Site design and admin - Velochic Design. Site content (except material used with permission) ©2007 E. Courtright operating as rgbcmyk Imaging


How to think about retouching:

One of the best ways to learn photo retouching is to go to the make-up counter for a make over. (If you don't wear make-up take some one who will). Make-up artists know a lot about retouching the face and by studying how they apply make-up it makes it easier to duplicate their good result on your not so good photo.

Mascara is added from the root out and the best direction for darkening eyelashes in a photo. Working non-destructively, set your empty layer to multiply and work from the root out with the History Brush. You will get a more natural look applying blush the same way the make-up artist did - from the apple of the cheek toward the ear. Set your brush to fade out on the stroke. That is what happens to the real blush brush as you apply it. As make-up styles change go to the department store for a refresher course on what is in vogue.

The eyes draw you into the photo. Special care on the eyes makes a big difference in the final result. Eyes pop when the pupil is black and the surrounding iris colour is not. The edge of the eye that hits the sclera (the white of the eye) should be darker than the iris. Dark gray or black at the edge defines the edge and makes the iris pop. You need the little white reflection on the pupil to show the direction of the light.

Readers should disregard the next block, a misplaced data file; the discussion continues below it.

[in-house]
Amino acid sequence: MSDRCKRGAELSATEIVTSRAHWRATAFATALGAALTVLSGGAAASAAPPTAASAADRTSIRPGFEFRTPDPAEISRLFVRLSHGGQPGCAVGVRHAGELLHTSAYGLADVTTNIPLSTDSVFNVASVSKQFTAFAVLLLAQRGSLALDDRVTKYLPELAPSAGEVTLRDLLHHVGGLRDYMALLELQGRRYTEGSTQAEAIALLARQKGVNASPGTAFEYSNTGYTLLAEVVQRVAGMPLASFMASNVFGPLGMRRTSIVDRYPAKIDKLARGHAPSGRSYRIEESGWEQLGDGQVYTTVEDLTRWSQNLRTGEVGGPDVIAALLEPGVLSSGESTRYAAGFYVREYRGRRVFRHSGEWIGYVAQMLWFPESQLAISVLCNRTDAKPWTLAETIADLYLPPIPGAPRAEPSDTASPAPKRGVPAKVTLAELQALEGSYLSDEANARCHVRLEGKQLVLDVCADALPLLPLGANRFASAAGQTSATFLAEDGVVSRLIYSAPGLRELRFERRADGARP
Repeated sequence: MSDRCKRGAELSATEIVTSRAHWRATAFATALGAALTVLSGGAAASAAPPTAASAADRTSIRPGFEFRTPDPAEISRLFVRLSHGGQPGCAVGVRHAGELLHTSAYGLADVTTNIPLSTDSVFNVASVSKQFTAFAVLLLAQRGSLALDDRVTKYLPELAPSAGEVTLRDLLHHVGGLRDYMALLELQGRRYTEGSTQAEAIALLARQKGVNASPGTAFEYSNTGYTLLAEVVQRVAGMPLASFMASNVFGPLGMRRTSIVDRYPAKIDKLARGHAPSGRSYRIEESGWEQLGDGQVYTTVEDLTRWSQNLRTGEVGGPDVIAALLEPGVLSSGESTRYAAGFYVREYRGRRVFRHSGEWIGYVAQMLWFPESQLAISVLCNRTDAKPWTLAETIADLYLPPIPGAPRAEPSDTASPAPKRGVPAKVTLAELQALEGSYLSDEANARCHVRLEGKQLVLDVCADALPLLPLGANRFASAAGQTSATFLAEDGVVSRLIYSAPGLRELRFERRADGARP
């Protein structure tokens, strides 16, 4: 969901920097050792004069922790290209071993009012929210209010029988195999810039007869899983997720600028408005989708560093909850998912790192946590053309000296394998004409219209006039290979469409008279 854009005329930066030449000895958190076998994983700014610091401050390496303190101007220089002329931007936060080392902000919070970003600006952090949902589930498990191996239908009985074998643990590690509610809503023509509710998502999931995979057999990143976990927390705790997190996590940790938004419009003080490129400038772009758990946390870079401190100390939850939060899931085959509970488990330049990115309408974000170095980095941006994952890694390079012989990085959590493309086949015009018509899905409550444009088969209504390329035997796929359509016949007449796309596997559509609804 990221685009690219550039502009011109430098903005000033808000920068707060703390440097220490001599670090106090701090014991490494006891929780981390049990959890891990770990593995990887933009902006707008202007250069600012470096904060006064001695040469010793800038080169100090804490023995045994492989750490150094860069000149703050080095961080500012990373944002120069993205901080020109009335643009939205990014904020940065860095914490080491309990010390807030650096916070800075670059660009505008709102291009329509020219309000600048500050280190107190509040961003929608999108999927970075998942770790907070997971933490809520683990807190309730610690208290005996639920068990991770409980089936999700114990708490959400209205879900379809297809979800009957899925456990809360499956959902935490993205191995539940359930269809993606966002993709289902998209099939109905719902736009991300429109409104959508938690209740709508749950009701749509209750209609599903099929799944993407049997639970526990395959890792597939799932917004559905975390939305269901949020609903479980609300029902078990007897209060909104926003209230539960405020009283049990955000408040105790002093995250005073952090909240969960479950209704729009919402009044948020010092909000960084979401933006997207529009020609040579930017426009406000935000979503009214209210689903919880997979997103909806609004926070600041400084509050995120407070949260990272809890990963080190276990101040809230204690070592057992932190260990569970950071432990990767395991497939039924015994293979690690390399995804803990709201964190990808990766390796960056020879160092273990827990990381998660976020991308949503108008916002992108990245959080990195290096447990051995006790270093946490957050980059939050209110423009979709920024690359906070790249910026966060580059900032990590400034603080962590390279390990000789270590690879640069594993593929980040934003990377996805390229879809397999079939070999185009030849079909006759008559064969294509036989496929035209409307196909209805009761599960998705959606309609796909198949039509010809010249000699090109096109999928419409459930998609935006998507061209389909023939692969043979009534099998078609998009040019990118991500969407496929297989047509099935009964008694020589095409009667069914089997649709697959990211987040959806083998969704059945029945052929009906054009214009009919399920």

If only all of life's problems could be solved with a healing brush.\

How to get great skin:

The secret to great skin is noise! It is easy to get carried away when you are airbrushing out blemishes and wrinkles and remove all the pores. The trick is to subdue the pores with out removing them. If you go over board be sure to add some noise to compensate for the "airbrushed" look. Women want to look naturally beautiful and not like the cosmetic surgeon attacked them with the Liquify tool.

When do I use Photoshop?

Photoshop is not for logo design. Great logos should be done in Adobe Illustrator for the best results. Vector artwork is scalable and handles type with out jagged edges. Be sure to convert your Pantone colours to the final printing process (RGB or CMYK) before you show your customer the file. You save money on press by only using CMYK inks. Not all Pantone colours convert well, so you can avoid disappointment by only using them where requested by the customer.

The Advantage of Layers:

I have never met a customer that didn't need to change their mind. Here is where learning the power of layers can save your butt. I always leave the bottom layer un-retouched. I copy it and then place in a new folder above the original. I like to name the folder "WIP" (Work In Progress) so that other people looking at the file know where the grunt work is being done.

I pixel edit on this new background copy. Then I make a new adjustment layer to start the image corrections. Adjustment layers take up less space than image layers and help to keep your file size down. You can add masks to these layers to only affect parts of the image. To check your progress, turn the WIP folder off and on to compare your work to the original.

When you are finished, save this file as a PSD. Then you can flatten the image and save a copy to send to the customer. When they start making changes you go back to the PSD file and make the changes in the WIP folder. Since the changes were non-destructive you can continue to alter them without "wrecking the image". Then re-save the PSD, flatten and re-save over the last flattened copy. This keeps the confusion down.